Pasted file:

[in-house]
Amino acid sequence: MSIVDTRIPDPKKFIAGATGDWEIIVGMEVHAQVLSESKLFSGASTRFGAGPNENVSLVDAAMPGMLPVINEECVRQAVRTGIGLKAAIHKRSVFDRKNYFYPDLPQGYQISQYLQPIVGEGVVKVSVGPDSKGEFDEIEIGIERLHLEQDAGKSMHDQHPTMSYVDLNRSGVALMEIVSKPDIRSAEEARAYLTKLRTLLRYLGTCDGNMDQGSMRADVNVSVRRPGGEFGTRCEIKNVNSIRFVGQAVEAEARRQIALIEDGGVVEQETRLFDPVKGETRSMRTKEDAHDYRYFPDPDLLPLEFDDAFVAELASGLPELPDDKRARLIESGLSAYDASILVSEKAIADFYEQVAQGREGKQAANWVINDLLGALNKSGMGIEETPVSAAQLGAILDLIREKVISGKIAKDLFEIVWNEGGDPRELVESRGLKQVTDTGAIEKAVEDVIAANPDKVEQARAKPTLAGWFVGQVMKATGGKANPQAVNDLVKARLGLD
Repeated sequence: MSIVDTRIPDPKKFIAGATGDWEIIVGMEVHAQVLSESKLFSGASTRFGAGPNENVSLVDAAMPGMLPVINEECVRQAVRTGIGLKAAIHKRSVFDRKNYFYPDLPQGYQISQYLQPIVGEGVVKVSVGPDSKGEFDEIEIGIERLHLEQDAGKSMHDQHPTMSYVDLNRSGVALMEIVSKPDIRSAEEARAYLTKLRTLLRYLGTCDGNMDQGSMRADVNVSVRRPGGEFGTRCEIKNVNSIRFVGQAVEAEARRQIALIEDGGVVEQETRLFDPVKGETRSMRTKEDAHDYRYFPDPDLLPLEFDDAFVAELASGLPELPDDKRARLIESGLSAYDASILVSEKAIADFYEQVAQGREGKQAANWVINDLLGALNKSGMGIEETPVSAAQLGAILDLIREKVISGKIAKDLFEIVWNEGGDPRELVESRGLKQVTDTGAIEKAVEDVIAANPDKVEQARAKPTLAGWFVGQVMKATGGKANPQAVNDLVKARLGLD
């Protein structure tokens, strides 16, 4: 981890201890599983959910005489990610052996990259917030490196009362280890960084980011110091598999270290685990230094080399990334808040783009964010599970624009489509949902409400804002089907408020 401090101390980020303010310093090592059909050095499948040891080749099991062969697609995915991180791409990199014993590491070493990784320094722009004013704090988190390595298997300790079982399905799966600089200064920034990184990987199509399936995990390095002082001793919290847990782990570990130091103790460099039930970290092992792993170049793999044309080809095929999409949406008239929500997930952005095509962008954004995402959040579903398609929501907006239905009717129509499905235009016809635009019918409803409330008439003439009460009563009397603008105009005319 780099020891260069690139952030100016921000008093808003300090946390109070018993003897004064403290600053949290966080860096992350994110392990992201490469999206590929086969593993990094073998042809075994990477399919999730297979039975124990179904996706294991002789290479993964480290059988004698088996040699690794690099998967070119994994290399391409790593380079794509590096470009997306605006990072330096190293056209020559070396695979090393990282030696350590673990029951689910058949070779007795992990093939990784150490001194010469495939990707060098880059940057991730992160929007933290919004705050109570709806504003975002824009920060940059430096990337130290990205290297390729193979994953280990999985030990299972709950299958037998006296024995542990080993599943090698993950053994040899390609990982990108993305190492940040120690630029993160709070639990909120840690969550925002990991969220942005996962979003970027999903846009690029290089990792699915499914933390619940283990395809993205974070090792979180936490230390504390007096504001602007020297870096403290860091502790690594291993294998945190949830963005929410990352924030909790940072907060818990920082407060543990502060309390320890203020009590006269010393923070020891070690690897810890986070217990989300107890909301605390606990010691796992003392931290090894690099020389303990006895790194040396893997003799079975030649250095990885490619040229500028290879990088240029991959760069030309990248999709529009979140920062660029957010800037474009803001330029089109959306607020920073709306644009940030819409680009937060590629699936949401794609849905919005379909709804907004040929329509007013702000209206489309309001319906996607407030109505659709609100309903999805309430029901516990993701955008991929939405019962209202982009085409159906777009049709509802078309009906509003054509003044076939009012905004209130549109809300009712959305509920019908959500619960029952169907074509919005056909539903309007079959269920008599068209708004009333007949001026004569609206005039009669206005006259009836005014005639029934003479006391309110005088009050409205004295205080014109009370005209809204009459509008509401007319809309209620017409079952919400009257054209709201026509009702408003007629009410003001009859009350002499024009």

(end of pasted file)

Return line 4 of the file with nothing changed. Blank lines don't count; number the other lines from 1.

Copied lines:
């Protein structure tokens, strides 16, 4: 981890201890599983959910005489990610052996990259917030490196009362280890960084980011110091598999270290685990230094080399990334808040783009964010599970624009489509949902409400804002089907408020 401090101390980020303010310093090592059909050095499948040891080749099991062969697609995915991180791409990199014993590491070493990784320094722009004013704090988190390595298997300790079982399905799966600089200064920034990184990987199509399936995990390095002082001793919290847990782990570990130091103790460099039930970290092992792993170049793999044309080809095929999409949406008239929500997930952005095509962008954004995402959040579903398609929501907006239905009717129509499905235009016809635009019918409803409330008439003439009460009563009397603008105009005319 780099020891260069690139952030100016921000008093808003300090946390109070018993003897004064403290600053949290966080860096992350994110392990992201490469999206590929086969593993990094073998042809075994990477399919999730297979039975124990179904996706294991002789290479993964480290059988004698088996040699690794690099998967070119994994290399391409790593380079794509590096470009997306605006990072330096190293056209020559070396695979090393990282030696350590673990029951689910058949070779007795992990093939990784150490001194010469495939990707060098880059940057991730992160929007933290919004705050109570709806504003975002824009920060940059430096990337130290990205290297390729193979994953280990999985030990299972709950299958037998006296024995542990080993599943090698993950053994040899390609990982990108993305190492940040120690630029993160709070639990909120840690969550925002990991969220942005996962979003970027999903846009690029290089990792699915499914933390619940283990395809993205974070090792979180936490230390504390007096504001602007020297870096403290860091502790690594291993294998945190949830963005929410990352924030909790940072907060818990920082407060543990502060309390320890203020009590006269010393923070020891070690690897810890986070217990989300107890909301605390606990010691796992003392931290090894690099020389303990006895790194040396893997003799079975030649250095990885490619040229500028290879990088240029991959760069030309990248999709529009979140920062660029957010800037474009803001330029089109959306607020920073709306644009940030819409680009937060590629699936949401794609849905919005379909709804907004040929329509007013702000209206489309309001319906996607407030109505659709609100309903999805309430029901516990993701955008991929939405019962209202982009085409159906777009049709509802078309009906509003054509003044076939009012905004209130549109809300009712959305509920019908959500619960029952169907074509919005056909539903309007079959269920008599068209708004009333007949001026004569609206005039009669206005006259009836005014005639029934003479006391309110005088009050409205004295205080014109009370005209809204009459509008509401007319809309209620017409079952919400009257054209709201026509009702408003007629009410003001009859009350002499024009």